Medicanes are cyclones over the Mediterranean Sea having a tropical-like structure but a rather small size, that can produce significant damage due to the combination of intense winds and heavy precipitation. Future climate projections, performed generally with individual atmospheric climate models, indicate that the intensity of the medicanes could increase under climate change conditions. The availability of large ensembles of high resolution and ocean–atmosphere coupled regional climate model (RCM) simulations, performed in MedCORDEX and EURO-CORDEX projects, represents an opportunity to improve the assessment of the impact of climate change on medicanes. As a first step towards such an improved assessment, we analyze the ability of the RCMs used in these projects to reproduce the observed characteristics of medicanes, and the impact of increased resolution and air-sea coupling on their simulation. In these storms, air-sea interaction plays a fundamental role in their formation and intensification, a different mechanism from that of extra-tropical cyclones, where the baroclinic instability mechanism prevails. An observational database, based on satellite images combined with high resolution simulations (Miglietta et al. in Geophys Res Lett 40:2400–2405, 2013), is used as a reference for evaluating the simulations. In general, the simulated medicanes do not coincide on a case-by-case basis with the observed medicanes. However, observed medicanes with a high intensity and relatively long duration of tropical characteristics are better replicated in simulations. The observed spatial distribution of medicanes is generally well simulated, while the monthly distribution reveals the difficulty of simulating the medicanes that first appear in September after the summer minimum in occurrence. Increasing the horizontal resolution has a systematic and generally positive impact on the frequency of simulated medicanes, while the general underestimation of their intensity is not corrected in most cases. The capacity of a few models to better simulate the medicane intensity suggests that the model formulation is more important than reducing the grid spacing alone. A negative intensity feedback is frequently the result of air-sea interaction for tropical cyclones in other basins. The introduction of air-sea coupling in the present simulations has an overall limited impact on medicane frequency and intensity, but it produces an interesting seasonal shift of the simulated medicanes from autumn to winter. This fact, together with the analysis of two contrasting particular cases, indicates that the negative feedback could be limited or even absent in certain situations. We suggest that the effects of air-sea interaction on medicanes may depend on the oceanic mixed layer depth, thus increasing the applicability of ocean–atmosphere coupled RCMs for climate change analysis of this kind of cyclones.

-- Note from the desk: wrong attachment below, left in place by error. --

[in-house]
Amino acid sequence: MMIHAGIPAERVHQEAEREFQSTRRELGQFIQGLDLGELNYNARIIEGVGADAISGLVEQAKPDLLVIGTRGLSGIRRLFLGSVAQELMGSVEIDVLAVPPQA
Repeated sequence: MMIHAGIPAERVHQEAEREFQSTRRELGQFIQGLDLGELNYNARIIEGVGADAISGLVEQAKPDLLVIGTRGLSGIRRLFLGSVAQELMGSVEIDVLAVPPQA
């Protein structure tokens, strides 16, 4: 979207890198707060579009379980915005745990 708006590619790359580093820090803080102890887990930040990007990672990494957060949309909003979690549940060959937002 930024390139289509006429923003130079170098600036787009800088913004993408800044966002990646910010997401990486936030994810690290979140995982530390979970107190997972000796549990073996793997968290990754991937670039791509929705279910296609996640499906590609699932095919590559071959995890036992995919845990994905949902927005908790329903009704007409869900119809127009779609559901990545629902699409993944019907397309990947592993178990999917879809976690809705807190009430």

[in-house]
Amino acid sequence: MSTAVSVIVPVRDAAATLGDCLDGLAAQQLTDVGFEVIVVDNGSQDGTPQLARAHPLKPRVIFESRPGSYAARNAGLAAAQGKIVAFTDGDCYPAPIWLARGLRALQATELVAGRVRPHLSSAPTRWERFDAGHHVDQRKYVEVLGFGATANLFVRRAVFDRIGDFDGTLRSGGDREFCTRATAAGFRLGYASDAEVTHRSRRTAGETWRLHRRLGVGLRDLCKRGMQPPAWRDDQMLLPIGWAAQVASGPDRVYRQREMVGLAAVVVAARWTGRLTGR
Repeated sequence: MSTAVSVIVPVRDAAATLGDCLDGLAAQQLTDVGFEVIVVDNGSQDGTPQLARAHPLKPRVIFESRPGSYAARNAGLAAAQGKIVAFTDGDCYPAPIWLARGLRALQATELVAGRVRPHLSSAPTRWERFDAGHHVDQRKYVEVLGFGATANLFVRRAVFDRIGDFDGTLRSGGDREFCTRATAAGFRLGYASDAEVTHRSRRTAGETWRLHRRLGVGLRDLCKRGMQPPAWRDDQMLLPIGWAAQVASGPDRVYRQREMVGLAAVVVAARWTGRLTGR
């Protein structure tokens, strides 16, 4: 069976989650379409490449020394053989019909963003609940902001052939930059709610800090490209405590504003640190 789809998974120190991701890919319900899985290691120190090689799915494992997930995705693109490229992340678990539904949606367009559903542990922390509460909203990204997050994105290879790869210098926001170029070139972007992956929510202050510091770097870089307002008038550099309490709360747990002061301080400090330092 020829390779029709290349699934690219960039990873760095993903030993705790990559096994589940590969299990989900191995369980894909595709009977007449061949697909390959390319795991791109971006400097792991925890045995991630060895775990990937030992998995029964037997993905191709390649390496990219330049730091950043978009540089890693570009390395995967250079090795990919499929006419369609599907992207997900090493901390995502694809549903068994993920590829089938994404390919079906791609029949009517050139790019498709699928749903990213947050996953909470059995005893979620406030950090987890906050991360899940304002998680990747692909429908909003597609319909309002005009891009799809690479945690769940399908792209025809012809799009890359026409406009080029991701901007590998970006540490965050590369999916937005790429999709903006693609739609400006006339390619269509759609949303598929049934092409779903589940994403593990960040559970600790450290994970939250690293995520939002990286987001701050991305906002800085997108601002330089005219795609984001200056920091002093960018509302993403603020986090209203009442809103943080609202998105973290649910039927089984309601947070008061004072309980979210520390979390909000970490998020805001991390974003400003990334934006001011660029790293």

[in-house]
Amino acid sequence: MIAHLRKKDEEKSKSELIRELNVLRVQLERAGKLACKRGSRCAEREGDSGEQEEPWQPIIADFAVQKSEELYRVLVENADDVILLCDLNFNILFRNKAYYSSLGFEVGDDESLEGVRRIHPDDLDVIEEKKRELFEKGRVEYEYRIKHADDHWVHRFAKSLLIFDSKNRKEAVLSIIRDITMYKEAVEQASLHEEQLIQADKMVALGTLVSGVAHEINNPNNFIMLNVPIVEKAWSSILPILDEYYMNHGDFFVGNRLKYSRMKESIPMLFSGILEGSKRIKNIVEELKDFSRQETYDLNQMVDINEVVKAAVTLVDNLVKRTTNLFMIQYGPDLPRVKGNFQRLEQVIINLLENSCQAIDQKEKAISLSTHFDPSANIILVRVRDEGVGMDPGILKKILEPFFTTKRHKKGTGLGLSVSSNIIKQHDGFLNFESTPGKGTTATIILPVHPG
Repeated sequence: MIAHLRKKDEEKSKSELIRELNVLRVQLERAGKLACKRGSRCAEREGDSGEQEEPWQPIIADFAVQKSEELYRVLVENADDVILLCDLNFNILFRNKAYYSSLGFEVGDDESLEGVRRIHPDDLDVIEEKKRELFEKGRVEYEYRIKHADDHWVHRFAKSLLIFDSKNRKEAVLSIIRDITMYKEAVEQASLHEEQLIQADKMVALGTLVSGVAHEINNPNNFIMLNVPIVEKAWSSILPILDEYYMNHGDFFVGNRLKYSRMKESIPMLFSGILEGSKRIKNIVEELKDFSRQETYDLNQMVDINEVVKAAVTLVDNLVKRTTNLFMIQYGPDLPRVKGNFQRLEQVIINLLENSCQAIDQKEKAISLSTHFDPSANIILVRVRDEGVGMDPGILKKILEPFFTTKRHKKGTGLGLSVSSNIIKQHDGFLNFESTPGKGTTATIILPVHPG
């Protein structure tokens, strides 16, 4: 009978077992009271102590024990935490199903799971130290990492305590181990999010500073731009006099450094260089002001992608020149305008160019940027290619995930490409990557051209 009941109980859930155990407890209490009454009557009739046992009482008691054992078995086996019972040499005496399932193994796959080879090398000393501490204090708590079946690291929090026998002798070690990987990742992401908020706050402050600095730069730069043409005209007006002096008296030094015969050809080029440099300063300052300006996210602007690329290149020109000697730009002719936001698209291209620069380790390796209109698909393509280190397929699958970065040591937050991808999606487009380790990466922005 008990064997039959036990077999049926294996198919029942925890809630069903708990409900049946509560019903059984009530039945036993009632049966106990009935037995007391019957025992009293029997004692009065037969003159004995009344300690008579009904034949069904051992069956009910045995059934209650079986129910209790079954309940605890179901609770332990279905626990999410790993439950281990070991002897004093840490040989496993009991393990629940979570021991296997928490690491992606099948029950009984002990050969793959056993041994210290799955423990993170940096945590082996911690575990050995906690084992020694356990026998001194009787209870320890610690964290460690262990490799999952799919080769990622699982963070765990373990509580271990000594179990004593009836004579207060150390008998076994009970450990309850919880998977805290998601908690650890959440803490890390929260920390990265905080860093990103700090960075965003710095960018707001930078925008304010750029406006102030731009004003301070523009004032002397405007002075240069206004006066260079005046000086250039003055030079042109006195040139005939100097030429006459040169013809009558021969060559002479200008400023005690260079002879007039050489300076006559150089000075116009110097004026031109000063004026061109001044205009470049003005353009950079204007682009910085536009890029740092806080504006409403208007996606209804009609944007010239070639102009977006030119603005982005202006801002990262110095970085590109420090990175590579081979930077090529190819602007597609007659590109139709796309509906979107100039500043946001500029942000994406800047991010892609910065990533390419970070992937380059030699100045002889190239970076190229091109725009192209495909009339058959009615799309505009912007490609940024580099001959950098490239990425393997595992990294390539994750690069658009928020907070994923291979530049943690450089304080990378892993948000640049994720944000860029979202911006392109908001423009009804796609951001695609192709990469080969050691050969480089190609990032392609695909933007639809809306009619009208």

EPIC Alfred Wegener Institut